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# Confidence interval estimation

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Using the Central Limit Theorem. In Exercises 5-8, assume that women's height are normally distributed with a mean given by µ = 63.6 in. and a standard deviation given by &#963; = 2.5 (based on data from the National Health Survey).

Sect. 6-5, p. 287 (For these problems, see examples on p. 283, 284
#5. a. If 1 woman is randomly selected, find the probability that her height is less than 64 in.
b. If 36 women are randomly selected, find the probability that they have a mean height less than 64 in.

8a. If 1 woman is randomly selected, find the probability that her height is between 60 in. and 65 in.

b.) If 16 women are randomly selected, find the probability that they have a mean height between 60 in. and 65 in.

Sect. 7-2, p. 332
Constructing Confidence Intervals. In Exercises 21-24, use the sample data and confidence level to construct the confidence interval estimate of the population proportion p. (For these problems see example on pg. 327)

#21. n = 500, x = 200, 95% confidence.

24. n = 4500, x = 2925, 90% confidence.
Determining Sample Size. In Exercises 25-28, use the given data to find the minimum sample size required to estimate a population proportion or percentage. (For these problems see example on pg. 329)
25. Margin of error: 0.020; confidence level: 95%; sample proportion and sample proportion equal to 1- sample proportion.

28. Margin of error: five percentage points: confidence level: 90%; from prior study, sample proportion is estimated by the decimal equivalent of 27%.

#34a (See example on pg. 327) Misleading Survey Responses. In a survey of 1002 people, 701 said that they voted in a recent presidential election (based on data from ICR Research Group). Voting records show that 61% of eligible voters actually did vote.
a. Find a 99% confidence interval estimate of the proportion of people who say that they voted.

Sect. 7-3, p. 345 (For these problems see example on pg. 341)
Finding a Confidence Interval. In Exercises 13-16, use the given confidence level and sample data to find a confidence interval for estimating the population mean &#956;.

#16. Amounts lost by gamblers who took a bus to an Atlantic City casino; 99% confidence; n = 40, mean of the values in a sample = \$189, and &#963; is known to be \$87.

Finding Sample Size. In Exercises 17-20, use the given margin of error, confidence level, and population standard deviation &#963; to find the minimum sample size required to estimate an unknown population mean &#956;.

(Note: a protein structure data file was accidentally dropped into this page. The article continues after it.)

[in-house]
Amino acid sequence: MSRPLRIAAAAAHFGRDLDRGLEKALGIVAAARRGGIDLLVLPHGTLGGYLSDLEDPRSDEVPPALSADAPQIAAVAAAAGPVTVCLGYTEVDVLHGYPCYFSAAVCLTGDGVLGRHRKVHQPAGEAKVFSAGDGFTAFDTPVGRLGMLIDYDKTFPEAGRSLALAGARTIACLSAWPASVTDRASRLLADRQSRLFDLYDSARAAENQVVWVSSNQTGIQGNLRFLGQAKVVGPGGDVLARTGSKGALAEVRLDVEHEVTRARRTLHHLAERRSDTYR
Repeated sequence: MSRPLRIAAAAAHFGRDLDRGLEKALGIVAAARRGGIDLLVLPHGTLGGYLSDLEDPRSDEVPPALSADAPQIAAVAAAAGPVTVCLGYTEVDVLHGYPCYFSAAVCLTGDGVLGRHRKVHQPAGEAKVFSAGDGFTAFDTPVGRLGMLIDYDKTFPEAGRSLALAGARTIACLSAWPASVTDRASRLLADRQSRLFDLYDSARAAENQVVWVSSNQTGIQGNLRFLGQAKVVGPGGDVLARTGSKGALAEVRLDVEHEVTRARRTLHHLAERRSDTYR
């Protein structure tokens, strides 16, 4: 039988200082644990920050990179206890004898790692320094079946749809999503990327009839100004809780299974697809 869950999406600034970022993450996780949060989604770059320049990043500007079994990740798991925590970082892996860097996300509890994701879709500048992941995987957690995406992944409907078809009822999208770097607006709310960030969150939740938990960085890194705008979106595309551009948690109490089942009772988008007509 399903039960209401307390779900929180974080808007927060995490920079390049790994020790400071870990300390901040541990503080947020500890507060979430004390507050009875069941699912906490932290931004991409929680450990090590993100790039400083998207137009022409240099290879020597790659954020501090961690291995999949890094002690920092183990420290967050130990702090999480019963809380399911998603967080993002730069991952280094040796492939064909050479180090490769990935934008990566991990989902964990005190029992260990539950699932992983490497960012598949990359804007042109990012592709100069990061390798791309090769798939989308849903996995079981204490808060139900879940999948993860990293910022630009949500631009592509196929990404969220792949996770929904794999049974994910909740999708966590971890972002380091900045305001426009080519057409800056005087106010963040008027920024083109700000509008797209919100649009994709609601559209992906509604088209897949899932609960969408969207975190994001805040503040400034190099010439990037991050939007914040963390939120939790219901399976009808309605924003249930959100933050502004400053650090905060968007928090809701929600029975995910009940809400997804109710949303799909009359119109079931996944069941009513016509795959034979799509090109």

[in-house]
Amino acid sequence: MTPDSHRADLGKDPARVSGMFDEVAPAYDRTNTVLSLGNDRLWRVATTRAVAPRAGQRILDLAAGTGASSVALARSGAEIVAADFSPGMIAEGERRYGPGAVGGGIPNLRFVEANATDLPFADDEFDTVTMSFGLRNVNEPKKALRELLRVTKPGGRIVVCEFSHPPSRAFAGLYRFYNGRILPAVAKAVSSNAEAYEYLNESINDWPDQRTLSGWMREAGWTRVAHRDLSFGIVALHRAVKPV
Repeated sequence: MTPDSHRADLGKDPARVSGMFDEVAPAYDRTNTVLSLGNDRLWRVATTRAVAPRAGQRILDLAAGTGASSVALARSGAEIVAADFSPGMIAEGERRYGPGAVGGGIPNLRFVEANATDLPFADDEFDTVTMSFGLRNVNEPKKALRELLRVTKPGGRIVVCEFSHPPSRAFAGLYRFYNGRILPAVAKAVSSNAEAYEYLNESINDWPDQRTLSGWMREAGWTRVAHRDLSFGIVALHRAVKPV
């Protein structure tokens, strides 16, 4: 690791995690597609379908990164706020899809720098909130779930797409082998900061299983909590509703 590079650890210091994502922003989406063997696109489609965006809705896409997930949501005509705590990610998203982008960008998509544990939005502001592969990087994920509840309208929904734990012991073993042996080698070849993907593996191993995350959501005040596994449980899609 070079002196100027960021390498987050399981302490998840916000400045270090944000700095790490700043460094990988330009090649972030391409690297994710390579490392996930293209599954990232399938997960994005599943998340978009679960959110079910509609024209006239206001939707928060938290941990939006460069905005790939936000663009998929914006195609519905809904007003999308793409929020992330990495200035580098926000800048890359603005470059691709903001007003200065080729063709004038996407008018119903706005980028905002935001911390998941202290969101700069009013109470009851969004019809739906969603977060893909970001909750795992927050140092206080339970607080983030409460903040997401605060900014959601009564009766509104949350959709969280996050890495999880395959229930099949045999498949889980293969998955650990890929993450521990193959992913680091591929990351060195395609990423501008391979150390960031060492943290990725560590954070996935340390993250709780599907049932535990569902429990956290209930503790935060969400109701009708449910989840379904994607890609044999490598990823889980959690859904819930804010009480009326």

#18 (See example on pg. 344) Margin of error: 0.25 sec, confidence level: 99%, &#963; = 5.40 sec.

Sect. 7-4, p. 359(See example problems in textbook and Instructor's Notes - Section 5, Example #20.)

Constructing Confidence Intervals. In Exercises 17-26, construct the confidence interval.

#17. Birth Weights. A random sample of the birth weights of 186 babies has a mean of 3103 g and a standard deviation of 696 g (based on data from "Cognitive Outcomes of Preschool Children with Prenatal Cocaine Exposure," by Singer et al., Journal of the American Medical Association, Vol. 291, No.20). These babies were born to mothers who did not use cocaine during their pregnancies. Construct a 95% confidence interval estimate of the mean birth weight for all such babies. Compare the result to the confidence interval obtained in the example in this section that involved birth weights of babies born to mothers who used cocaine during pregnancy. Does cocaine use appear to affect the birth weight of a baby?

19. Forecast and Actual Temperatures. Data Set in Appendix B includes a list of actual high temperatures and the corresponding list of three-day-forecast high temperatures. If the difference for each day is found by subtracting the three-day-forecast high temperature from the actual high temperature, the result is a list of 35 values with a mean of -1.3% and a standard deviation of 4.7 degrees.
A. Construct a 99% confidence interval estimate of the mean difference between all actual high temperatures and three-day-forecast high temperatures.
b. Does the confidence interval include 0 degrees? If a meteorologist claims that three-day-forecast high temperatures tend to be too high because the mean difference of the sample is -1.3 degrees, does that claim appear to be valid? Why or why not?